Stanley Minnick runs a one-man consulting company in Madison called Third Power Energy Solutions.

Minnick founded the company earlier this year with the primary aim of helping businesses, non-profits and residents save money on their energy bills.

But just as Minnick is getting his business up and running, the state has cut funding for Focus on Energy, which provides grants to help pay for conservation efforts like solar power installations or high-efficiency lighting.

"The timing on all of this is just awful," says Minnick. "We're supposed to be growing the state economy and help new business get going. It just doesn't make any sense."

The new state budget cuts funding for the state Focus on Energy from $120 million to less than $100 million annually. It also rolls back annual increases approved in December 2010 by former Gov. Jim Doyle's Public Service Commission that would have upped funding to $256 million by 2014.

The monies come from a 1.2 percent tax on electric utility sales -- an arrangement the investor-owned utilties have begrudingly accepted though hardly embraced.

Minnick says those grants, which go to utility customers who make energy improvements, have provided stability to the conservation industry and helped businesses make investments they might not have pursued otherwise.

The cuts were approved last month by the Joint Finance Committee and included in the budget signed by Gov. Scott Walker last week.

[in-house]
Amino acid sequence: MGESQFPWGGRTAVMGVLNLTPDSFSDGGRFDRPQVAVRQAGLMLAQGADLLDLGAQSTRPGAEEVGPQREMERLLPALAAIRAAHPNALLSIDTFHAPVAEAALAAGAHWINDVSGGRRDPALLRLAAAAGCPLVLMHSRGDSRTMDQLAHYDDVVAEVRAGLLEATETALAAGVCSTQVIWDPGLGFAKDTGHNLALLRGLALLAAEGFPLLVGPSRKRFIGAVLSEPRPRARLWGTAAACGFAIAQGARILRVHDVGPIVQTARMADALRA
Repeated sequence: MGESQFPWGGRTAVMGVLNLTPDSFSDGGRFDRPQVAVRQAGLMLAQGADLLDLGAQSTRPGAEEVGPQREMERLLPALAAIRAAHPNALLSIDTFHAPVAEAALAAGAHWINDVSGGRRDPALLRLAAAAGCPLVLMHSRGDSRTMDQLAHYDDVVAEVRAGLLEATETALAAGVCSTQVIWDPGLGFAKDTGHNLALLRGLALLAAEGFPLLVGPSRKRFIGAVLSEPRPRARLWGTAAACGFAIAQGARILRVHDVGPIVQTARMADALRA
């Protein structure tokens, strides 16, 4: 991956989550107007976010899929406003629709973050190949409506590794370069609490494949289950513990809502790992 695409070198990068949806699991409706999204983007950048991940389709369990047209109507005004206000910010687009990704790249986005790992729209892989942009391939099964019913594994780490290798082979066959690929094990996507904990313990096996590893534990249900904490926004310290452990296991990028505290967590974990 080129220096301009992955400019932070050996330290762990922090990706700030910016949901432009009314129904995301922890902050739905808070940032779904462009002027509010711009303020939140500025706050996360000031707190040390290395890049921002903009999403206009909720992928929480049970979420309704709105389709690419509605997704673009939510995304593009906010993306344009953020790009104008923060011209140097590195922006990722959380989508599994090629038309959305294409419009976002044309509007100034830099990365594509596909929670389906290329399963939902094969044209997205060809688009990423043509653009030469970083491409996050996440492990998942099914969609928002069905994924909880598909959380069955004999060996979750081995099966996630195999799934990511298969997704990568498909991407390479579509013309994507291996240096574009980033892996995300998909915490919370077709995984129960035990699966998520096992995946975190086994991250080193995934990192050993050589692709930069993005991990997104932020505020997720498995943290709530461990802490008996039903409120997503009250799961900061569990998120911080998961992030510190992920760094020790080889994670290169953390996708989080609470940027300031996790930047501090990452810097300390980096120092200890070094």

"It's unfortunate this ended up mixed into the budget because I don't think a lot of Legislators had time to really look at it," says Keith Reopelle, senior policy director at Clean Wisconsin.

Clean energy advocates note that Wisconsin sends $17 billion of state annually to purchase coal, oil and natural gas. They say that every $1 invested in Focus on Energy reduces energy bills for consumers by at least $2.50. They also credit the program with creating 24,000 jobs in the state.

But Jean Derfus, an executive with Xcel Energy in Eau Claire who co-chairs the Statewide Energy Efficiency and Renewable Energy Administration (SEERA), says the Focus program isn't being eliminated. She says the funding levels are simply being frozen at current levels.

"I don't think this is going have a big impact on jobs or any of the goals," she says. "We're just going to have to be a little more creative."

Derfus was also involved in the selection of the Shaw Group of Baton Rouge, Louisiana as the new administrator of the Focus on Energy program. The program has been administered over the past years by the Wisconsin Energy Conservation Corp., a Madison-based non-profit.

Derfus says the Shaw Group has a proven track record of administering energy efficiency and renewable energy programs nationwide. A Fortune 500 company, Shaw has offices in Chicago and Milwaukee and is known best for managing nuclear power plants.

"We welcome Shaw and look forward to their leadership," says Derfus.

Phil Montgomery, appointed recently by Gov. Walker to chair the PSC, also thinks Shaw is a good fit.

"Working with Shaw and SEERA, our goal is to make sure Wisconsin businesses and residents continue to make use of this cost-saving tool," he said in a statement on the Focus program.

But Reopelle is also concerned about a change in rules that will put the program under review of the Legislature rather than the PSC going forward.

"You're taking decisions away from the experts," he says.